While the Durable Goods report brought some pessimism to the pre-market futures which started to decline, it was the housing data that returned optimism, sending those pre-market futures rebounding.
The Case-Shiller Home index reflected a “seasonally adjusted” net 1% month-on-month gain in January. This came in better than the 0.9% increase economists expected. Not to deflate anyone’s bubble, but if we back out the “seasonal adjustment” and look at the raw data, the prices rose only 0.1%, which is well within the margin of error.
The good news is that prices climbed 8.1% on a year-over-year basis in the 20 metropolitan areas in the index, which was the largest annual increase in over 6 years. It is this annual number that is grabbing headlines and has helped push the pre-market futures higher after the rather confusing and somewhat disappointing Durable Goods Orders.
Support & Resistance
We tried to push higher and I thought we would close above the 14,500 level yesterday; however, that Cyprus story, even with the last minute bailout, is not leaving the 24-hour news cycle. Other European leaders have noted they may take similar action towards other bank failures going forward, which means those with over 100,000 euros in their bank accounts may not be safe. We saw European bank stocks under pressure. No longer “too big to fail” means that financial institutions may have to go bust rather than be bailed out. Of course this is just talk, but it did send a clear warning sign to the financial markets in Europe. Could the Housing numbers get the market back above 14,500?
The Dell story is getting rather confusing and is bringing some valuation concerns to some hardware makers. Apple has bounced off the $420 range and has climbed to almost $470; however, there is some stiff competition with Samsung and Google. There will most likely be selling pressure in the $480 – $500 range. For now the NDX needs to get solidly above 2800 and put in some volume at that level if it is to become a support area.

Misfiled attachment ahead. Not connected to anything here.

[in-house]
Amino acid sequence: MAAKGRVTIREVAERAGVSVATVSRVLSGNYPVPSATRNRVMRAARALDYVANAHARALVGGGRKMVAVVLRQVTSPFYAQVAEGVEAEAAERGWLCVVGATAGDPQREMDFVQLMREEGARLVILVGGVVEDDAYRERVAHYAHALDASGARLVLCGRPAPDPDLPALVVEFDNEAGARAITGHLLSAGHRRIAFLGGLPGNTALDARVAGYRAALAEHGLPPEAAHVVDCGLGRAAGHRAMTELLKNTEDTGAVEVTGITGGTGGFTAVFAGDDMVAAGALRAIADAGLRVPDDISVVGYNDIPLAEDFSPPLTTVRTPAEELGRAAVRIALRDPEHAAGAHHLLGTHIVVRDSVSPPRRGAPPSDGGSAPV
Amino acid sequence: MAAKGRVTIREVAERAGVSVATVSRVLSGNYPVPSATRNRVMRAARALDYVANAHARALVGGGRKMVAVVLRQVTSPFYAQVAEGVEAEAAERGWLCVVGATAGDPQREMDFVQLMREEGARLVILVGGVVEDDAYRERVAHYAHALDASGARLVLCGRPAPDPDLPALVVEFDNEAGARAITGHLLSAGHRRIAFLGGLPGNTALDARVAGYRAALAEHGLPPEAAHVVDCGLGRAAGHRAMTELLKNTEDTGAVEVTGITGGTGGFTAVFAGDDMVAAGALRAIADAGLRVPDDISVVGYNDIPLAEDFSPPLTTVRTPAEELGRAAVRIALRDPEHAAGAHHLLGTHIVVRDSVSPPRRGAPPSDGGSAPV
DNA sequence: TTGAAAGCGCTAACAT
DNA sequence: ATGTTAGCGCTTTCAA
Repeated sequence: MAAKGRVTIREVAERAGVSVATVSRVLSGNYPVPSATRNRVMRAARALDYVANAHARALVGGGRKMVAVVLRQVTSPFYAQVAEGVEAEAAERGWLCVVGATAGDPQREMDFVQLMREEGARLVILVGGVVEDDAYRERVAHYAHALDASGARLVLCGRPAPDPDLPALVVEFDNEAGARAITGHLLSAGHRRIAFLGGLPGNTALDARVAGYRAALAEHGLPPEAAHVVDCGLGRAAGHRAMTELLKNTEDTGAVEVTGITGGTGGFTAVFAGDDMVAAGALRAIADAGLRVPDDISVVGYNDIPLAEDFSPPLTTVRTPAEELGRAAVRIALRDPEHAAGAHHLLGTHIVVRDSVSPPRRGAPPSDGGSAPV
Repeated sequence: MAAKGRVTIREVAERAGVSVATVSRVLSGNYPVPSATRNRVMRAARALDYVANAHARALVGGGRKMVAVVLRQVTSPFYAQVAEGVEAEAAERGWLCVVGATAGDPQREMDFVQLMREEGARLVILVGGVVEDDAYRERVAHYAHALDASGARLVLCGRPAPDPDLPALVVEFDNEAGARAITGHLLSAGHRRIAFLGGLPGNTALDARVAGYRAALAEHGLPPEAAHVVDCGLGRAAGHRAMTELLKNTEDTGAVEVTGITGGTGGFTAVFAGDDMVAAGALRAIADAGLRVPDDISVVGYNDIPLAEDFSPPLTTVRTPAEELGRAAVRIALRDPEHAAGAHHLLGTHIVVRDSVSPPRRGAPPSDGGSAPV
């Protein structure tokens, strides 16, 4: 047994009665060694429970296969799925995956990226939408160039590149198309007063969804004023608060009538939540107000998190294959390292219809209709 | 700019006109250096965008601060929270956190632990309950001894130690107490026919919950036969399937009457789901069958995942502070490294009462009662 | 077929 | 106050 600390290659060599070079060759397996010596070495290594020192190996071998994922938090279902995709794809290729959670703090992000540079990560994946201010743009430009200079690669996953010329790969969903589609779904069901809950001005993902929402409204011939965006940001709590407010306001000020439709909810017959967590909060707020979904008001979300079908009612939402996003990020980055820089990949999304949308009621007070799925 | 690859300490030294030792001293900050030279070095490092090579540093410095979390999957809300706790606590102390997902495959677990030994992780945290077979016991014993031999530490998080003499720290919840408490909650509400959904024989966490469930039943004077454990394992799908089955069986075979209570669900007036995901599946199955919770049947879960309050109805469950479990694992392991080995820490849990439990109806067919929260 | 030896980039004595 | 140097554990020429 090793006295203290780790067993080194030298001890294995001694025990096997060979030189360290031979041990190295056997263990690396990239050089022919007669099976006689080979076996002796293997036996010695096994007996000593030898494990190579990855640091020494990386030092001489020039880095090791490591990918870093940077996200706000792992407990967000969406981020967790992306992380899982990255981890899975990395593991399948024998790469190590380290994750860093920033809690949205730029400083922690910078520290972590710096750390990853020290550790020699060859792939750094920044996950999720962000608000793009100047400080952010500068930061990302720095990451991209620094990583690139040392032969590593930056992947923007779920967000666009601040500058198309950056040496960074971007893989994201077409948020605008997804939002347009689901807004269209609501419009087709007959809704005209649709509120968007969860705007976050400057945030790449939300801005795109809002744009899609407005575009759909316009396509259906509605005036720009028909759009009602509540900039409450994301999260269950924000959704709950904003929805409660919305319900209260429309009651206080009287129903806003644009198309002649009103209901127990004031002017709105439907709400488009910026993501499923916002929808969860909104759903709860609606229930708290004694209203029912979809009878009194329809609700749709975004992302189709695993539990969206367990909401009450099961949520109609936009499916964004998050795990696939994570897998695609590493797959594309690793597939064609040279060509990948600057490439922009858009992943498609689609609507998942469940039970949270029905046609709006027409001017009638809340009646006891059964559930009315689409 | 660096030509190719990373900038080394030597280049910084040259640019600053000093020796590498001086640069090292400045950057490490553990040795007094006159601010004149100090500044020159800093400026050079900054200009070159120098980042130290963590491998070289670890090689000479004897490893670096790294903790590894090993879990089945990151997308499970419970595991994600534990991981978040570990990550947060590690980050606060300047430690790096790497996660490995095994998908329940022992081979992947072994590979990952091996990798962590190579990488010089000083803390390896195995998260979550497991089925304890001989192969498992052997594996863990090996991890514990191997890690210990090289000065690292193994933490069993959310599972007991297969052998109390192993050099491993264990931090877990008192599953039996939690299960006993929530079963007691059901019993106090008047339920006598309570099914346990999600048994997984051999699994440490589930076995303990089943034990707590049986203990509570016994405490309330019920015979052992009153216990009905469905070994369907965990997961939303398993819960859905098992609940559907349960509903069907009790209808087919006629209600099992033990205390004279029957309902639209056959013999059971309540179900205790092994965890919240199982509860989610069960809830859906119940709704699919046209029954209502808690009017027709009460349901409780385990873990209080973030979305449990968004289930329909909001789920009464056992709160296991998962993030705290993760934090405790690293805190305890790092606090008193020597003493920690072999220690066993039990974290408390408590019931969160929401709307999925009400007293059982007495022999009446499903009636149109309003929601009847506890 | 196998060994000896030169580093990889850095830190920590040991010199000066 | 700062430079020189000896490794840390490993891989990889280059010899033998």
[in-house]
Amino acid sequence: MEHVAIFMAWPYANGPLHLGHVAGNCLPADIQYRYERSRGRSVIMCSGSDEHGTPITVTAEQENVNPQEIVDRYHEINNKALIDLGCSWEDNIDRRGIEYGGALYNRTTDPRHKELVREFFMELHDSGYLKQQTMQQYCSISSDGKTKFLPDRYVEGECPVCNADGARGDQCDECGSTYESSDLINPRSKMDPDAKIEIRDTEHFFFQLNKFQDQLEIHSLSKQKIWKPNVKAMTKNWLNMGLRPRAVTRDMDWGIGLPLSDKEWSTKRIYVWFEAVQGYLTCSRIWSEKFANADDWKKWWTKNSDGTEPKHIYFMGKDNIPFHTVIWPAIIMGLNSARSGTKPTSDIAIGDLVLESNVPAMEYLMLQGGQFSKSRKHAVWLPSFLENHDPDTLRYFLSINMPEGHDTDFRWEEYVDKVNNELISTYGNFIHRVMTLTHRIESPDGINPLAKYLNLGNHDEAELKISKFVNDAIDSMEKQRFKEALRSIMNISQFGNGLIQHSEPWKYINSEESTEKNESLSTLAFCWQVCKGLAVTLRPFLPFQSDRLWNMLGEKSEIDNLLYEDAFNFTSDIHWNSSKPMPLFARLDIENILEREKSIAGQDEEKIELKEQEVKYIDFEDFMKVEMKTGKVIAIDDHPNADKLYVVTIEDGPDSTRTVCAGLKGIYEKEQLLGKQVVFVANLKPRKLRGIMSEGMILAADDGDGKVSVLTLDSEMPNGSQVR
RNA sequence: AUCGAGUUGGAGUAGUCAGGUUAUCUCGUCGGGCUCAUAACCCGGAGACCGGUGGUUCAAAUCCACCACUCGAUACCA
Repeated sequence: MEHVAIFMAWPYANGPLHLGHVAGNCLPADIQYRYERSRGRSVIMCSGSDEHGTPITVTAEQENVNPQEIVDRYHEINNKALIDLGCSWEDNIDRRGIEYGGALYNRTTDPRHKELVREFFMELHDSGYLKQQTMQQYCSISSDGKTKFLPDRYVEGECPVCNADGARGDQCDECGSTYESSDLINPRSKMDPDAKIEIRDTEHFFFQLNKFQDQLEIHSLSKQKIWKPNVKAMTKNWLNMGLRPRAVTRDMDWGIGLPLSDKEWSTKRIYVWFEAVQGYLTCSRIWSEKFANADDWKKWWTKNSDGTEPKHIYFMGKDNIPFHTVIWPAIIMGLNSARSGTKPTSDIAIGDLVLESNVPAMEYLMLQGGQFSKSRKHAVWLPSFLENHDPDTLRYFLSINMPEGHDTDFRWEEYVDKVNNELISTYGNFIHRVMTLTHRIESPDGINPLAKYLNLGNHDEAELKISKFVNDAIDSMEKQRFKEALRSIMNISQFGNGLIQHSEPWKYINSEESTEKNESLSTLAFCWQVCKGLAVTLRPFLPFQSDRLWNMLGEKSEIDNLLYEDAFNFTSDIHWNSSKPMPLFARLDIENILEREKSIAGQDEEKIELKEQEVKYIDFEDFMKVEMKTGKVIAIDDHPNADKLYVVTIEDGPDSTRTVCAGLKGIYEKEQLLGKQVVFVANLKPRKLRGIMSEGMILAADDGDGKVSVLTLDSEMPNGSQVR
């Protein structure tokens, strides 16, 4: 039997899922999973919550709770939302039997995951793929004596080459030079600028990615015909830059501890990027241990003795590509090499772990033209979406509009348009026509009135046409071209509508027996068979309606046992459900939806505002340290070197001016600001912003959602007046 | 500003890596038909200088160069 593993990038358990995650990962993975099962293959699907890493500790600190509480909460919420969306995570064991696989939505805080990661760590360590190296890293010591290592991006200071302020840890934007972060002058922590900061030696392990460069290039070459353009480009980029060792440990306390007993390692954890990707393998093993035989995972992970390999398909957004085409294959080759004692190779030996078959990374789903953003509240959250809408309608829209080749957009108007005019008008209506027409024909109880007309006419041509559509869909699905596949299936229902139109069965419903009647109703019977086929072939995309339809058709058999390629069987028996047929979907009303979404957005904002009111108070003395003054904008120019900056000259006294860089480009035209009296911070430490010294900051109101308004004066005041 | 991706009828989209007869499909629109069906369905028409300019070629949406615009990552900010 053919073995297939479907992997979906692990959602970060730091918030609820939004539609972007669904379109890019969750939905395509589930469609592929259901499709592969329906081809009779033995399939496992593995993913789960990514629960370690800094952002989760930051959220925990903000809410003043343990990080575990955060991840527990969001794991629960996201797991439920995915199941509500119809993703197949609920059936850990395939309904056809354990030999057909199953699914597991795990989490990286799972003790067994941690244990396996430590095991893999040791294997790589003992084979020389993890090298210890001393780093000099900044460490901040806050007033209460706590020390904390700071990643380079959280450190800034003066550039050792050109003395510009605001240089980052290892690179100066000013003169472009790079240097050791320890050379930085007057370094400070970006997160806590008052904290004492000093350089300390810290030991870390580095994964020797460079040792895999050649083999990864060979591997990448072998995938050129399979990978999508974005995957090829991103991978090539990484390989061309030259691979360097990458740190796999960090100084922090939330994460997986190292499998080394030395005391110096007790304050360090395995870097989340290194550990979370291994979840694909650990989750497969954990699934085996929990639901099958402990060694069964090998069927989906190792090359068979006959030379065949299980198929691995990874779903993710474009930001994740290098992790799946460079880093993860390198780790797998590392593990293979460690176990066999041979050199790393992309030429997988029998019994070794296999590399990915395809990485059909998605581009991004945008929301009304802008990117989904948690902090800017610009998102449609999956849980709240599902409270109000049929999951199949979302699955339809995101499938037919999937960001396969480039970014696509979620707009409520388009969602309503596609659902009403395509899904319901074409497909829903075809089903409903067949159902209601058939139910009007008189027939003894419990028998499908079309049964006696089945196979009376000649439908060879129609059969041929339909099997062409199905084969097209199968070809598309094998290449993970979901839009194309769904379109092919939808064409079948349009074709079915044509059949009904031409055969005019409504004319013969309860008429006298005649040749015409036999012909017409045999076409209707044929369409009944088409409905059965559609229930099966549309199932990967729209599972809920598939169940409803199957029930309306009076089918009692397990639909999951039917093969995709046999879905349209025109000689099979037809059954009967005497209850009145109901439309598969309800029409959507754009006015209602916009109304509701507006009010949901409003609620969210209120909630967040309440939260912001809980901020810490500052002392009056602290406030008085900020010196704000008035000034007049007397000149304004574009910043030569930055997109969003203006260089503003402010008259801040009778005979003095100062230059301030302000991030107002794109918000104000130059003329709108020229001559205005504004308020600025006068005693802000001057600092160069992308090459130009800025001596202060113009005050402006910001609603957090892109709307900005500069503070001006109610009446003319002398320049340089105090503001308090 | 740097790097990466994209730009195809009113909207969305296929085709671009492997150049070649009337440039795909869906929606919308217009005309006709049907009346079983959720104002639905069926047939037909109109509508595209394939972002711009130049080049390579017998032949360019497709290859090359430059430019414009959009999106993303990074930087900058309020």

This remains a straddle strike and in the last week the index has been stuck in a 1540-1570 range. The VIX fell to 11.2 before popping back above 13 and remaining there. If we remain in this narrowing range we could see hidden volatility mount as we get ready for a break-out higher or lower in violent fashion.
RUT 940 – 960
With 950 right in the middle this is the short-term straddle strike range. The dollar index remains at the 83 level, 10-year yield is stuck at 1.9-2.0, and liquidity remains thin. There are some good stories out there as the emerging market grows, but domestic psychology and concerns in Japan and Europe continue to drag on the equities market.
All eyes are still watching Europe and Cyprus. This morning’s news was that those with deposits over 100,000 euros could lose over 40%, with some banks targeted to lose as much as 80%. The banks were supposed to open today, but remained closed and the Russians have yet to launch any serious salvo from Moscow. Sometimes it is even more alarming not to hear or see any threats come from Russia, knowing they are loaded for bear and keeping their powder dry.
Yesterday, comments out of Europe sent the markets back into the red across Europe and the US. I am not sure if this is just posturing to show Russia that Cyprus is the exception to the rule, but rather it will be the rule for all European banks. However, I don’t think Russia will buy that story after seeing 100s of billions in bailouts go to Spain, Greece, and Italy.
The cracks are widening in the banking sector in Europe. What next? It is the “what next” that investors and the market are waiting for?